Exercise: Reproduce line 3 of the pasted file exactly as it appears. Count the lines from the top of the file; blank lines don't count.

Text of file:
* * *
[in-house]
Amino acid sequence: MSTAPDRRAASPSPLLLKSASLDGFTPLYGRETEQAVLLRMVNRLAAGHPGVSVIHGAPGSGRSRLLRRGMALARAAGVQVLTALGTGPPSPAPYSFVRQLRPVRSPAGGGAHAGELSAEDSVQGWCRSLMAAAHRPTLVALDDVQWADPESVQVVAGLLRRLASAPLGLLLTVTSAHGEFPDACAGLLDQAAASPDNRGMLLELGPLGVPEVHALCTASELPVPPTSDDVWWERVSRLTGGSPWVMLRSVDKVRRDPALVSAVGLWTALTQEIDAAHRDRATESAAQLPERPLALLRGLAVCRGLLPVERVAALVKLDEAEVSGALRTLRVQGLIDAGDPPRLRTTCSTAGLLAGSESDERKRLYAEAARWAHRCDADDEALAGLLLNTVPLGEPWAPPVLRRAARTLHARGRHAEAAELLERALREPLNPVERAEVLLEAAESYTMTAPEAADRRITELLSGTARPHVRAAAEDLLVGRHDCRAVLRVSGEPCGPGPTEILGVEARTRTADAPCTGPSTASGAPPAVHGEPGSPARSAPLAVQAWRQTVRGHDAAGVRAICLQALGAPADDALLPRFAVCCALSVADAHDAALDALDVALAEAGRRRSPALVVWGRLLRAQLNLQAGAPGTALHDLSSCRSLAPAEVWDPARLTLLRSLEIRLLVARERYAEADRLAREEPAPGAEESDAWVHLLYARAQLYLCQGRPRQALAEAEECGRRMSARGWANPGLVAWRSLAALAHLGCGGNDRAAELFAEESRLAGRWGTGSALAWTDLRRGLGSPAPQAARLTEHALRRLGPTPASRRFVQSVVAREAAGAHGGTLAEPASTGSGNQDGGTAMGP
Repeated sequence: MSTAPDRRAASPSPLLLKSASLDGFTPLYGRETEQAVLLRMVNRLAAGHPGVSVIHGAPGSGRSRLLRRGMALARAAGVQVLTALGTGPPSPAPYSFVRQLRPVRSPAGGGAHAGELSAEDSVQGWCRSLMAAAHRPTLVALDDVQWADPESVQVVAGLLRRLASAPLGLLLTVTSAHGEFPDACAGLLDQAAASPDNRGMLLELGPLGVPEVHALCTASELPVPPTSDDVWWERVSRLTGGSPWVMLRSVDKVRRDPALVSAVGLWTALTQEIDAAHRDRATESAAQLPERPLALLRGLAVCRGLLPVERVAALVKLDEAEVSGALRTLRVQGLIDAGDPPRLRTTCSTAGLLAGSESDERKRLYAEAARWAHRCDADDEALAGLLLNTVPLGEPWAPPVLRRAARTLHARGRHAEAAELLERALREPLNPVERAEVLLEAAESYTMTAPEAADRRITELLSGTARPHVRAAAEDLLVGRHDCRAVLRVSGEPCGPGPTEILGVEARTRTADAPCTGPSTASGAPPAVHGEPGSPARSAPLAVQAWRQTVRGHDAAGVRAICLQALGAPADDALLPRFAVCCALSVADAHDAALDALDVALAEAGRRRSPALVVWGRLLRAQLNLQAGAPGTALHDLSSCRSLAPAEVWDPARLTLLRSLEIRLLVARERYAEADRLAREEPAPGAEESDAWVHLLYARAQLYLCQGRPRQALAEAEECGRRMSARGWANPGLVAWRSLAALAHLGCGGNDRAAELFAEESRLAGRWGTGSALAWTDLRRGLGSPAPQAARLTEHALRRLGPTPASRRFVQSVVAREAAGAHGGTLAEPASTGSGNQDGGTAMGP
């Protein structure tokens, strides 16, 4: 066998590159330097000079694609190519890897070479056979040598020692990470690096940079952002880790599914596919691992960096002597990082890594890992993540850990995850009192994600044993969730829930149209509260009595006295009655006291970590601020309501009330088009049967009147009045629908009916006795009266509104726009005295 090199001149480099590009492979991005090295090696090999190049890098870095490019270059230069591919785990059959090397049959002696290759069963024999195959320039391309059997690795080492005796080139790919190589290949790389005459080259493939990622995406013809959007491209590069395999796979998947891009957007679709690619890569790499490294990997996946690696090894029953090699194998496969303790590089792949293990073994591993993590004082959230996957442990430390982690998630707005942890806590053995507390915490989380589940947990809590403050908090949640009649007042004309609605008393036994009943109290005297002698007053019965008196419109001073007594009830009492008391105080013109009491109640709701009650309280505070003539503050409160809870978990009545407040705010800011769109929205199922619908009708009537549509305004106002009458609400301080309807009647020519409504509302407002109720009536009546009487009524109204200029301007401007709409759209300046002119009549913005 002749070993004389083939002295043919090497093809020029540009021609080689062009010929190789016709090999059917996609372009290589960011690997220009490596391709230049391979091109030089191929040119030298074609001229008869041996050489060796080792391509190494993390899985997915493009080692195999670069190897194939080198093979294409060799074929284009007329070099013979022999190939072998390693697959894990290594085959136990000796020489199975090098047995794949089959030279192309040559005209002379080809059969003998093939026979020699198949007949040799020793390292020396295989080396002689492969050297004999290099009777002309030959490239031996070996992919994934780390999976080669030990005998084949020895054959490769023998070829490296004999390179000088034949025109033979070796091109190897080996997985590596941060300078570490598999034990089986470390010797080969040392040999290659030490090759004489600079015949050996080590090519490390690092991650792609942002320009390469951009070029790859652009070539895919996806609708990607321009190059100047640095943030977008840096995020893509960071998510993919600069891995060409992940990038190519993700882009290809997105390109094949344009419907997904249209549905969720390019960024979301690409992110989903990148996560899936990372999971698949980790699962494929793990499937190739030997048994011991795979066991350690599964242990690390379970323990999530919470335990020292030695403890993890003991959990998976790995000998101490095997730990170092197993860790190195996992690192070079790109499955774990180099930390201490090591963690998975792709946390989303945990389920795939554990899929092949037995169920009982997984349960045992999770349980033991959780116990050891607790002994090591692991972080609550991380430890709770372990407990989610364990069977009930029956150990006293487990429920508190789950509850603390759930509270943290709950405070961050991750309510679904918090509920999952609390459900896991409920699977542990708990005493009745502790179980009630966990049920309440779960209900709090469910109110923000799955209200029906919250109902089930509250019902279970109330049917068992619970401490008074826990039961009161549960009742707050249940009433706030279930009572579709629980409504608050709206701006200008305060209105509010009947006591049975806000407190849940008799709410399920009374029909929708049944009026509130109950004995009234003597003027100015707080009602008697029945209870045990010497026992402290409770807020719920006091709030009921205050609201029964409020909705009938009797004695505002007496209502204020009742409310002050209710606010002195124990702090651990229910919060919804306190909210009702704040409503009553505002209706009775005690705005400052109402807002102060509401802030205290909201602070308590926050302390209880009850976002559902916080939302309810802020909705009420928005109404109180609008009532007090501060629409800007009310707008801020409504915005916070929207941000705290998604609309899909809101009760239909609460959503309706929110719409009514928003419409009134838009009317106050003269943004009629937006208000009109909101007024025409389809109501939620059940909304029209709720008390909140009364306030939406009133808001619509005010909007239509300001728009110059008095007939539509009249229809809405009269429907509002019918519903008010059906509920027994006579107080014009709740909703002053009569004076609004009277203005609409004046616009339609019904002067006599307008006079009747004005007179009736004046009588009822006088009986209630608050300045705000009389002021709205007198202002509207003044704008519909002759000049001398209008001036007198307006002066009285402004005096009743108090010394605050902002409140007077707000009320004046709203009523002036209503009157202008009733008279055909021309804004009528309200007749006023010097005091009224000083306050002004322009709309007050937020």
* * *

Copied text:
Repeated sequence: MSTAPDRRAASPSPLLLKSASLDGFTPLYGRETEQAVLLRMVNRLAAGHPGVSVIHGAPGSGRSRLLRRGMALARAAGVQVLTALGTGPPSPAPYSFVRQLRPVRSPAGGGAHAGELSAEDSVQGWCRSLMAAAHRPTLVALDDVQWADPESVQVVAGLLRRLASAPLGLLLTVTSAHGEFPDACAGLLDQAAASPDNRGMLLELGPLGVPEVHALCTASELPVPPTSDDVWWERVSRLTGGSPWVMLRSVDKVRRDPALVSAVGLWTALTQEIDAAHRDRATESAAQLPERPLALLRGLAVCRGLLPVERVAALVKLDEAEVSGALRTLRVQGLIDAGDPPRLRTTCSTAGLLAGSESDERKRLYAEAARWAHRCDADDEALAGLLLNTVPLGEPWAPPVLRRAARTLHARGRHAEAAELLERALREPLNPVERAEVLLEAAESYTMTAPEAADRRITELLSGTARPHVRAAAEDLLVGRHDCRAVLRVSGEPCGPGPTEILGVEARTRTADAPCTGPSTASGAPPAVHGEPGSPARSAPLAVQAWRQTVRGHDAAGVRAICLQALGAPADDALLPRFAVCCALSVADAHDAALDALDVALAEAGRRRSPALVVWGRLLRAQLNLQAGAPGTALHDLSSCRSLAPAEVWDPARLTLLRSLEIRLLVARERYAEADRLAREEPAPGAEESDAWVHLLYARAQLYLCQGRPRQALAEAEECGRRMSARGWANPGLVAWRSLAALAHLGCGGNDRAAELFAEESRLAGRWGTGSALAWTDLRRGLGSPAPQAARLTEHALRRLGPTPASRRFVQSVVAREAAGAHGGTLAEPASTGSGNQDGGTAMGP